The Impacts of Social Networks and Household Forest Conservation Efforts in Rural Nepal
This paper investigates links between the strength and type of social networks and private forest conservation activity in rural Nepal. Using Nepal household survey data, this paper tests the effects of alternative social network indices on the number of trees planted on private land. Our findings show that social networks can have positive spillovers effects. However, this generalization requires careful qualification about the type of social network involved. While there has been considerable discussion about building and enhancing social networks, the policy implication is that not all networks are created equal when it comes to enhancing critical conservation activities.
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- Edmonds, Eric V., 2002. "Government-initiated community resource management and local resource extraction from Nepal's forests," Journal of Development Economics, Elsevier, vol. 68(1), pages 89-115, June.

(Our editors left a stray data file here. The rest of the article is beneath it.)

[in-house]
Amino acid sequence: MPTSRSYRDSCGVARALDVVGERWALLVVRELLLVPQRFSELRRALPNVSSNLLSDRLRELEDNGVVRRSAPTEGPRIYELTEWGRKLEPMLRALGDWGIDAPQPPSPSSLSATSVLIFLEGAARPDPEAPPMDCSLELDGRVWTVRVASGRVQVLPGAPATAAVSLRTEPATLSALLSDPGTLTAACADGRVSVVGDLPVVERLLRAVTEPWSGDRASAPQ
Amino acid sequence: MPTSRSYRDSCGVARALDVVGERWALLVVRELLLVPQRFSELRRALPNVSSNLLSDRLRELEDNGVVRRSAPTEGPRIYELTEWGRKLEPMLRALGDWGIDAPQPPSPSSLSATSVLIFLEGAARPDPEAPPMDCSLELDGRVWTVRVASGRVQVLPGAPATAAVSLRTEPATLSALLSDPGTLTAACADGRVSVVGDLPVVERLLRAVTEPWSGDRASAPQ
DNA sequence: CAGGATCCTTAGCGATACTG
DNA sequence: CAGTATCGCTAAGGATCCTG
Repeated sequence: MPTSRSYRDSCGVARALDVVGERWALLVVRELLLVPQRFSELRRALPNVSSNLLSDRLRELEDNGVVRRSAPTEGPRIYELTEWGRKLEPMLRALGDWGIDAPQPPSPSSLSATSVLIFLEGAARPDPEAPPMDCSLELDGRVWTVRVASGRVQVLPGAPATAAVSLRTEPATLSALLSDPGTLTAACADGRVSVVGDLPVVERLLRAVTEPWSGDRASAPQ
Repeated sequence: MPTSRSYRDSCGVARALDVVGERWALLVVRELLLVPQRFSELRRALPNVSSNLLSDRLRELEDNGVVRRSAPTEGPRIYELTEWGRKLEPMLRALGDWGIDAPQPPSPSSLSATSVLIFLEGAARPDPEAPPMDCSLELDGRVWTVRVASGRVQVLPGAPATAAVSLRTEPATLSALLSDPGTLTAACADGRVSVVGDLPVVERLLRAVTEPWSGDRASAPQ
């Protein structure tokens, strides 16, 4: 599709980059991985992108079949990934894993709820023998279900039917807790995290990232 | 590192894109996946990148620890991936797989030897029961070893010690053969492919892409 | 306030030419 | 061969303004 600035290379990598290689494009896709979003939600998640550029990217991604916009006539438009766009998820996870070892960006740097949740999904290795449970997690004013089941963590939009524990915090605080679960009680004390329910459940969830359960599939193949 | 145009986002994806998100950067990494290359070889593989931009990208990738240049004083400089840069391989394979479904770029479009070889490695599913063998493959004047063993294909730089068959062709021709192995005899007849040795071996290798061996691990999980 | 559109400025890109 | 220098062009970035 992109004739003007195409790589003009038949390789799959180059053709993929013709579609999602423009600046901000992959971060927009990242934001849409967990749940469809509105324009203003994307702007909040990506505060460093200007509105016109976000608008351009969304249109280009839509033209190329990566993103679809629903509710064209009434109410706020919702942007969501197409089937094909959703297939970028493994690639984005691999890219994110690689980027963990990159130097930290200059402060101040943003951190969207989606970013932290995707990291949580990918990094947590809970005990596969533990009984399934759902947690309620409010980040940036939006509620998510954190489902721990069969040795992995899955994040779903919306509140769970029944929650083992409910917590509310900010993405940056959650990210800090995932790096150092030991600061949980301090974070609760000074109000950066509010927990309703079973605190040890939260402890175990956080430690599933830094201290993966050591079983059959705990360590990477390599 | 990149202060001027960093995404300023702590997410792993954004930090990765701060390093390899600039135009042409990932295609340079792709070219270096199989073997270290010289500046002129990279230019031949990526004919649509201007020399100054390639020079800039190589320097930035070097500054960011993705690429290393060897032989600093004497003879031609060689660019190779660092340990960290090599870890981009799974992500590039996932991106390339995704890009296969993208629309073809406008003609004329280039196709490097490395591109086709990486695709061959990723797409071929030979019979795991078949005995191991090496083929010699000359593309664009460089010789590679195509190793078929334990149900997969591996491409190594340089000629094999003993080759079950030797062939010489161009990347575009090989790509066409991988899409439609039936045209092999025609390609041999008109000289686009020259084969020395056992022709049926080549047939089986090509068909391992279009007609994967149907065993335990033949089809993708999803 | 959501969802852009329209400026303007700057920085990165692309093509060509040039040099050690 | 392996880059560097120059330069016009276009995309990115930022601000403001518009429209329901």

- Bluffstone Randall A., 1995. "The Effect of Labor Market Performance on Deforestation in Developing Countries under Open Access: An Example from Rural Nepal," Journal of Environmental Economics and Management, Elsevier, vol. 29(1), pages 42-63, July.
- Linwood H. Pendleton & E. Lance Howe, 2002. "Market Integration, Development, and Smallholder Forest Clearance," Land Economics, University of Wisconsin Press, vol. 78(1), pages 1-19.
- Alok K. Bohara & Neil J. Mitchell & Mani Nepal, 2006. "Opportunity, Democracy, and the Exchange of Political Violence," Journal of Conflict Resolution, Peace Science Society (International), vol. 50(1), pages 108-128, February.
- Douglas Southgate, 1990. "The Causes of Land Degradation along "Spontaneously" Expanding Agricultural Frontiers in the Third World," Land Economics, University of Wisconsin Press, vol. 66(1), pages 93-101.
- Robert T. Deacon, 1999. "Deforestation and Ownership: Evidence from Historical Accounts and Contemporary Data," Land Economics, University of Wisconsin Press, vol. 75(3), pages 341-359.
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